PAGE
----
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Happy Families

September 28, 2013

I had promised myself that I wouldn’t indulge in negative rants. My advice to myself is that when I encounter something that offends me, I should try to find the converse, and then figure out some constructive way to make it happen – if only, usually, on a personal or small scale. No point raging about national or global phenomena at a theoretical level.


I do advise people that a good time to write is when they are so moved by something that the  post writes itself. So long as they take a little time to reflect and edit afterwards.

My spark came from the twitter discussion this morning about Conservative party proposals for a tax allowance for married couples.

[BTW. People who know me also know that I’m a-party-political. If you can figure out which Party my beliefs and actions consistently map onto – and why I should join one of them – please let me know. They also know that I think people can/do contribute to civic society in all sorts of ways beyond paying tax… through the *way* they do their work, live their lives and use their spare time. I also believe that finding more opportunities to channel those *ways* into practical/communal activity could reduce taxation, create community cohesion, and give individuals more fulfillment – neighbourhood by neighbourhood. Crucially this means seeing each other as ‘us’ and not as ‘other people’. It should be the aim of every politician to find and cultivate that ‘us’.] 

As to the policy itself, my wife and I would benefit, modestly. But I can’t see any clear cut case for tinkering with the taxation system in this way – not least because it should be as simple as possible. Society, and the economy, are complex – and give rise to complex interactions. [Yes – I know that’s obvious]. It’s also the case that people are getting harder and harder to ‘segment’ in terms of their combined economic, employment, family, health, educational and other circumstances. I know that there are stronger correlations for some groups – and that some analyses of ‘the welfare state’ congregate around ‘multiple indicators’ of dependence, exclusion or non-participation in society.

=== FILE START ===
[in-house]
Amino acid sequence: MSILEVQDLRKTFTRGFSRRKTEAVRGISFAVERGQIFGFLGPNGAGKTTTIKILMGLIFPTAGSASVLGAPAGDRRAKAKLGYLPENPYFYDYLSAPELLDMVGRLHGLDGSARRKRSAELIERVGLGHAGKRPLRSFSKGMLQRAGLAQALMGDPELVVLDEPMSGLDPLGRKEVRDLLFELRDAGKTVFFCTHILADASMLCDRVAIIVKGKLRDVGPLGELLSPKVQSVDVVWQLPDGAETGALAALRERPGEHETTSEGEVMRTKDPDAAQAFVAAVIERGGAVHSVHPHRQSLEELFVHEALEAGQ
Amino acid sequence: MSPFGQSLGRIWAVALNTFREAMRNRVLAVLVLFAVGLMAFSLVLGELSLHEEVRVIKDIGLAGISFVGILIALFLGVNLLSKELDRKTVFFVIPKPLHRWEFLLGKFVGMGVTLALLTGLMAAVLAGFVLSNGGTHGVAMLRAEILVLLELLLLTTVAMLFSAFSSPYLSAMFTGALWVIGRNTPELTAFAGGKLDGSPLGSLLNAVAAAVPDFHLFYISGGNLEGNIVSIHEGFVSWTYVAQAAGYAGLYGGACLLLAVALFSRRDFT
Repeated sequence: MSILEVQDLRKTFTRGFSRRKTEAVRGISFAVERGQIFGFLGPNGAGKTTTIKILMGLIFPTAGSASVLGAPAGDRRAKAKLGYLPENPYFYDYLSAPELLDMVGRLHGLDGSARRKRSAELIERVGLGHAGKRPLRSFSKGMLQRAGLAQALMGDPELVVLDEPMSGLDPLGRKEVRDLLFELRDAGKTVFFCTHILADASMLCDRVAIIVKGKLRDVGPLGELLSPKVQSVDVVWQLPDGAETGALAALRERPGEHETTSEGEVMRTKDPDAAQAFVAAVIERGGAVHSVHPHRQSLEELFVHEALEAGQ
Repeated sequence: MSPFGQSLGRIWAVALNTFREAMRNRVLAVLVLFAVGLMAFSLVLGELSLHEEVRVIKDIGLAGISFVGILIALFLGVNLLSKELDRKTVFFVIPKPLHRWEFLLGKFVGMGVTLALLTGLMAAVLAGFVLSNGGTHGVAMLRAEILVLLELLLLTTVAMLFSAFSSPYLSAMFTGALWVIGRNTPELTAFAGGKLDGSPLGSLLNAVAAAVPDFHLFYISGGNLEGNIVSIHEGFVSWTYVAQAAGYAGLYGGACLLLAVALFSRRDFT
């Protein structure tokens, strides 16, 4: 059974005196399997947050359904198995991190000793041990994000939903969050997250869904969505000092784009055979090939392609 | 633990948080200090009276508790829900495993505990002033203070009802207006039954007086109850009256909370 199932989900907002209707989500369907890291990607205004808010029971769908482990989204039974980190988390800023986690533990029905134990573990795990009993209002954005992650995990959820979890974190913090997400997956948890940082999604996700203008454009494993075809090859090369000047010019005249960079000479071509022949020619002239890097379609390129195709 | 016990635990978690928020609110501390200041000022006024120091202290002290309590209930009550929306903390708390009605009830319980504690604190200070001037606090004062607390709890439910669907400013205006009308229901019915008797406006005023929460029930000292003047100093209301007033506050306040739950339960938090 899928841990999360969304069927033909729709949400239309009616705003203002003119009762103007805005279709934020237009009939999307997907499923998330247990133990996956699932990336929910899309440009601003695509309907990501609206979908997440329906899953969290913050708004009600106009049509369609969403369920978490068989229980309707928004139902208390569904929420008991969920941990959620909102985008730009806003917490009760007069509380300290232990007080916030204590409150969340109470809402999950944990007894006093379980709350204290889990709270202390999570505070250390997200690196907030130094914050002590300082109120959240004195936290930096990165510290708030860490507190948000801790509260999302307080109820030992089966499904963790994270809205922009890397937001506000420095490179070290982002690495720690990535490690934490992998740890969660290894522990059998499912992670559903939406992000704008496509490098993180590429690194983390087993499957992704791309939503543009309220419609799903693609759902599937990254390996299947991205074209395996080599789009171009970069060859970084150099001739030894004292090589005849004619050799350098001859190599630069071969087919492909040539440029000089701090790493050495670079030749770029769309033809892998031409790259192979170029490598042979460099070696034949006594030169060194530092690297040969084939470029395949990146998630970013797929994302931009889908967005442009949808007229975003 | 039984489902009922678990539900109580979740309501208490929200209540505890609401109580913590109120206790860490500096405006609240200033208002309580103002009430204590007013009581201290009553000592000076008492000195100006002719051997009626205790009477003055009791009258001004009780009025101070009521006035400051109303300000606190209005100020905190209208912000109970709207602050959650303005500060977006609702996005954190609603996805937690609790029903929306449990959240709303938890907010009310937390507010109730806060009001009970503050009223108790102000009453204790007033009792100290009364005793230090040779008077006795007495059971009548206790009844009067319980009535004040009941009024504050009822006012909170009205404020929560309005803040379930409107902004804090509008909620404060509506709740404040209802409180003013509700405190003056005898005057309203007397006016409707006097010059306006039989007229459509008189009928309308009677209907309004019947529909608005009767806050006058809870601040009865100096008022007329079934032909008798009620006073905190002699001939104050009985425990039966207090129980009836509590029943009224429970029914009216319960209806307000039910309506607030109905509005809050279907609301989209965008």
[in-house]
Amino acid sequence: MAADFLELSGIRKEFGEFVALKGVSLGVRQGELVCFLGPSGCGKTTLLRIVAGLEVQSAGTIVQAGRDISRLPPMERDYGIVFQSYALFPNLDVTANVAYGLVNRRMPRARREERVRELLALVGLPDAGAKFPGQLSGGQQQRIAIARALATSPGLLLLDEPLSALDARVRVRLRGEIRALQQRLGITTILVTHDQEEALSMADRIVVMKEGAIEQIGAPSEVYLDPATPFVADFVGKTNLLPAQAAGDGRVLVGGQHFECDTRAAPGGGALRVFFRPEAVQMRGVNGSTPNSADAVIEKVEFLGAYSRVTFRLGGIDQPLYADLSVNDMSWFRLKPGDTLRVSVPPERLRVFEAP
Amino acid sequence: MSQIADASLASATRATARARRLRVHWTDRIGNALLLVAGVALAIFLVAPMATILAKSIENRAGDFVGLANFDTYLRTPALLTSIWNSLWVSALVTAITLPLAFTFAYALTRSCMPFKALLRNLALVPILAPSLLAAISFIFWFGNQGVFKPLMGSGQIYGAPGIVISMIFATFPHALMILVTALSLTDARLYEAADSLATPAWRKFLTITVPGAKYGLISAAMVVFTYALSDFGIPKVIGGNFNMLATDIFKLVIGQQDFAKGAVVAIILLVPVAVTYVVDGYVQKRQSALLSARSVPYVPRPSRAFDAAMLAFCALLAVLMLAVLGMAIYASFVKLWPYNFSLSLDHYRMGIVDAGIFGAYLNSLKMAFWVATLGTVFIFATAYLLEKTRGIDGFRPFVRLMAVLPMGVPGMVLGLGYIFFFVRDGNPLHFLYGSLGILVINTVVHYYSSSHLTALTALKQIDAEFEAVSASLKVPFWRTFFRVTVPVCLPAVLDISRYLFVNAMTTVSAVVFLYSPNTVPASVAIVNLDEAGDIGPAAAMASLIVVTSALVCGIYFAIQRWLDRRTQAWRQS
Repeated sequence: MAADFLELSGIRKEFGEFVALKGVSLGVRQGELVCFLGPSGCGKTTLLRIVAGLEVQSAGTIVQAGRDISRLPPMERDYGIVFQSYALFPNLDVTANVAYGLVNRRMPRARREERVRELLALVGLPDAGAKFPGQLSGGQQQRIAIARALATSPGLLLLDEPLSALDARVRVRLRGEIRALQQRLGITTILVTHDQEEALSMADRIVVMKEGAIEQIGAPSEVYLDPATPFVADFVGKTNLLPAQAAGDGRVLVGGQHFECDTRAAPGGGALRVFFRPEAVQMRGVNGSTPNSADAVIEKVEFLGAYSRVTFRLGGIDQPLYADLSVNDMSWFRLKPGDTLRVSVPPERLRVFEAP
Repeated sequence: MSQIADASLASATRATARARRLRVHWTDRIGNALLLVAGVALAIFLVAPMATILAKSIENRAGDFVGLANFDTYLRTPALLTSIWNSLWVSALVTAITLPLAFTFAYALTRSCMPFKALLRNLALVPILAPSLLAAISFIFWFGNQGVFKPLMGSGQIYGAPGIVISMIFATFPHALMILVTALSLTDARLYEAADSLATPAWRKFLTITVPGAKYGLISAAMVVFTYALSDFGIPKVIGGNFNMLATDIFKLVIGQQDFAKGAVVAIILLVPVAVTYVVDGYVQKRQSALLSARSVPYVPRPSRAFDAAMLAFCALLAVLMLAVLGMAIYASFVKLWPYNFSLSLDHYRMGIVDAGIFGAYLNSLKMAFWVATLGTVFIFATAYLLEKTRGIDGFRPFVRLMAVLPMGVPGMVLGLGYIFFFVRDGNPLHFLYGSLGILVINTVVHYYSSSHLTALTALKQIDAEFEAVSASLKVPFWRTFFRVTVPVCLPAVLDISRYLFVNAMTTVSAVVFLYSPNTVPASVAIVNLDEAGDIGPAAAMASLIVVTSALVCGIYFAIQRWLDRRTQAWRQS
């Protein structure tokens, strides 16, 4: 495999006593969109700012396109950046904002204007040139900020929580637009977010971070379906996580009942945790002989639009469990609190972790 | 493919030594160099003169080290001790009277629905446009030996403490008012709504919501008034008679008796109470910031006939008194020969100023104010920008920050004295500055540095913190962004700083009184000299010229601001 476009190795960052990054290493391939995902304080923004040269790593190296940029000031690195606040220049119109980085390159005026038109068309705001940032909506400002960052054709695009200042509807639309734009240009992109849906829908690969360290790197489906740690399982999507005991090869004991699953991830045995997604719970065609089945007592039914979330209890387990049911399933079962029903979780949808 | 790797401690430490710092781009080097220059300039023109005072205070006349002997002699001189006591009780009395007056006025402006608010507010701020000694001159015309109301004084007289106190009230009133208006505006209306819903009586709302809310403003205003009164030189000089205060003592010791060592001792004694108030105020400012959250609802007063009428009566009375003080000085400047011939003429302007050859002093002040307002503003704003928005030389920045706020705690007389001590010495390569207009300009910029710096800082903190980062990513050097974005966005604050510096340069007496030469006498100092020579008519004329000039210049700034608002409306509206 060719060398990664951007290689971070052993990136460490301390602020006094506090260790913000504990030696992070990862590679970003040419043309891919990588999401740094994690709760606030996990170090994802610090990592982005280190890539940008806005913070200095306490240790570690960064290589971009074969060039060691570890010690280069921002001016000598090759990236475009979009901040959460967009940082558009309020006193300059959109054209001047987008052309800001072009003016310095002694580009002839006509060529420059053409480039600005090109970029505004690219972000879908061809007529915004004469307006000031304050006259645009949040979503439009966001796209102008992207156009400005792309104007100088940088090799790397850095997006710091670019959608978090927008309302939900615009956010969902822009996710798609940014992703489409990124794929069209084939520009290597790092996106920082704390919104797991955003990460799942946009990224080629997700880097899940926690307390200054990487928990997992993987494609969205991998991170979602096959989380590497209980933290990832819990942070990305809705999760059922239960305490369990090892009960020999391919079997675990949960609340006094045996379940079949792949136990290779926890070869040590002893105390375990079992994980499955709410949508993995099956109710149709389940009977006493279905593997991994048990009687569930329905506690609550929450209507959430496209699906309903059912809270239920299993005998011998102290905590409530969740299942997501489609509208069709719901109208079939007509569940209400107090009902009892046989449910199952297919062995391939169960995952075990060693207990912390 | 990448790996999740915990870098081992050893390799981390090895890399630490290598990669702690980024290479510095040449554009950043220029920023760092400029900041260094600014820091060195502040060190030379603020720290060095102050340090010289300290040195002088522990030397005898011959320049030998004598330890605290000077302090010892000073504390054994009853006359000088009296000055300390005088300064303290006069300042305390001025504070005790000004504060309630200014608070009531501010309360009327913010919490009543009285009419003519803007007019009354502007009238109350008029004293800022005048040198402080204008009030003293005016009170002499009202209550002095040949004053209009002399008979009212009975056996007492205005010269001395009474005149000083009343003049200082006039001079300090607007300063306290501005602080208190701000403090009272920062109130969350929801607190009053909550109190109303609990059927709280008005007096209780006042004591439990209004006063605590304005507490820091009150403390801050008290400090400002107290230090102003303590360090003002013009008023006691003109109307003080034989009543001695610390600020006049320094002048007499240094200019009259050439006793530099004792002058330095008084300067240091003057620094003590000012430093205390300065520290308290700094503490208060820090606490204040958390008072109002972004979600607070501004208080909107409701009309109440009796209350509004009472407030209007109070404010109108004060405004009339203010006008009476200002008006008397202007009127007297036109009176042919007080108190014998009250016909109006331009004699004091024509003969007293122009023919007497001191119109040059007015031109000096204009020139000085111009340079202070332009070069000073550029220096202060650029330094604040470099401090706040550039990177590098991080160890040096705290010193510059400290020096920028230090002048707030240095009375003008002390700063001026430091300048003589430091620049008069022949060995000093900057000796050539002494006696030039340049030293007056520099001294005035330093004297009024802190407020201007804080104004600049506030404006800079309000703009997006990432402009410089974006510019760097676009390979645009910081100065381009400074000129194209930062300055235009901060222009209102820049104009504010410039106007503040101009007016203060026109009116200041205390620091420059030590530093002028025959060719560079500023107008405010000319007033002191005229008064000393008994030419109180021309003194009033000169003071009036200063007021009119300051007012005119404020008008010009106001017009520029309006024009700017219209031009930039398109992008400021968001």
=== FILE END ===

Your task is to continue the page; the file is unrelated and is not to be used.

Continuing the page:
But I don’t see anything to persuade me that the promotion of marriage, per se, will have an impact on society, or on those critiqued groups in particular, which merits the tinkering.

So I’m left concluding [feel free to congratulate me on my new worldliness] that the motivation is ideological – including intra-party deal-making – or a clumsy bribe. It also persuades me that no-one in this arena is interested in the analysis of complex social and economic systems, hard honest data, or creative and innovative thinking. [And you can talk about ‘nudging’ all you like – I’ve blogged before about how I feel about paternalistic nudges.]